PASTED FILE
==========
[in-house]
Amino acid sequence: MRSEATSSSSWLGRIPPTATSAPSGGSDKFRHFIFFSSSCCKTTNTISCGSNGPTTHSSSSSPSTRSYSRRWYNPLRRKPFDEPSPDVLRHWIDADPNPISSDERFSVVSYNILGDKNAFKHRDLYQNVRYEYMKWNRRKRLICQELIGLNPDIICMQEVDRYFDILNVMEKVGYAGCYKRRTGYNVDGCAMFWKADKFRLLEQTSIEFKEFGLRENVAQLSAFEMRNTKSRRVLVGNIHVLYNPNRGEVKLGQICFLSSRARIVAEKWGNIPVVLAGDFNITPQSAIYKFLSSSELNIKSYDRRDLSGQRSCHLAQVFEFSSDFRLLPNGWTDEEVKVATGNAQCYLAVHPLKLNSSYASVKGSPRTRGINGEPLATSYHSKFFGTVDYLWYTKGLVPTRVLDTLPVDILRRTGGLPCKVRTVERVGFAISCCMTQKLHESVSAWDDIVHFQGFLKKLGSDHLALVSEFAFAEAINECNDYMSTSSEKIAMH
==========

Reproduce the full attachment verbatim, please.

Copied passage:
[in-house]
Amino acid sequence: MRSEATSSSSWLGRIPPTATSAPSGGSDKFRHFIFFSSSCCKTTNTISCGSNGPTTHSSSSSPSTRSYSRRWYNPLRRKPFDEPSPDVLRHWIDADPNPISSDERFSVVSYNILGDKNAFKHRDLYQNVRYEYMKWNRRKRLICQELIGLNPDIICMQEVDRYFDILNVMEKVGYAGCYKRRTGYNVDGCAMFWKADKFRLLEQTSIEFKEFGLRENVAQLSAFEMRNTKSRRVLVGNIHVLYNPNRGEVKLGQICFLSSRARIVAEKWGNIPVVLAGDFNITPQSAIYKFLSSSELNIKSYDRRDLSGQRSCHLAQVFEFSSDFRLLPNGWTDEEVKVATGNAQCYLAVHPLKLNSSYASVKGSPRTRGINGEPLATSYHSKFFGTVDYLWYTKGLVPTRVLDTLPVDILRRTGGLPCKVRTVERVGFAISCCMTQKLHESVSAWDDIVHFQGFLKKLGSDHLALVSEFAFAEAINECNDYMSTSSEKIAMH